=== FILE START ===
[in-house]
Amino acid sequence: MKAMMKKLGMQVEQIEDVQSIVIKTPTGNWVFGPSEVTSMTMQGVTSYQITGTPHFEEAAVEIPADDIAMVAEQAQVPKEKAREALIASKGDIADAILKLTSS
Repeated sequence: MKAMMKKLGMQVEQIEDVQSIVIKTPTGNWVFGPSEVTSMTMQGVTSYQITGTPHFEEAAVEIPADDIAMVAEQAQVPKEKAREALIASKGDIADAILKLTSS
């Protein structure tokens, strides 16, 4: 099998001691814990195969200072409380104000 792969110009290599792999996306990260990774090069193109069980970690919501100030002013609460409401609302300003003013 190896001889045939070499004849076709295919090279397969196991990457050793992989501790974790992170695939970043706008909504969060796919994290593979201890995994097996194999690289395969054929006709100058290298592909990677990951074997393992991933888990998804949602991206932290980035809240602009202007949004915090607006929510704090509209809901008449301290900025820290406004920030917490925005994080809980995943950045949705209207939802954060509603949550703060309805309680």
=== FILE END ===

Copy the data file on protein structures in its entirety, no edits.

[in-house]
Amino acid sequence: MKAMMKKLGMQVEQIEDVQSIVIKTPTGNWVFGPSEVTSMTMQGVTSYQITGTPHFEEAAVEIPADDIAMVAEQAQVPKEKAREALIASKGDIADAILKLTSS
Repeated sequence: MKAMMKKLGMQVEQIEDVQSIVIKTPTGNWVFGPSEVTSMTMQGVTSYQITGTPHFEEAAVEIPADDIAMVAEQAQVPKEKAREALIASKGDIADAILKLTSS
């Protein structure tokens, strides 16, 4: 099998001691814990195969200072409380104000 792969110009290599792999996306990260990774090069193109069980970690919501100030002013609460409401609302300003003013 190896001889045939070499004849076709295919090279397969196991990457050793992989501790974790992170695939970043706008909504969060796919994290593979201890995994097996194999690289395969054929006709100058290298592909990677990951074997393992991933888990998804949602991206932290980035809240602009202007949004915090607006929510704090509209809901008449301290900025820290406004920030917490925005994080809980995943950045949705209207939802954060509603949550703060309805309680």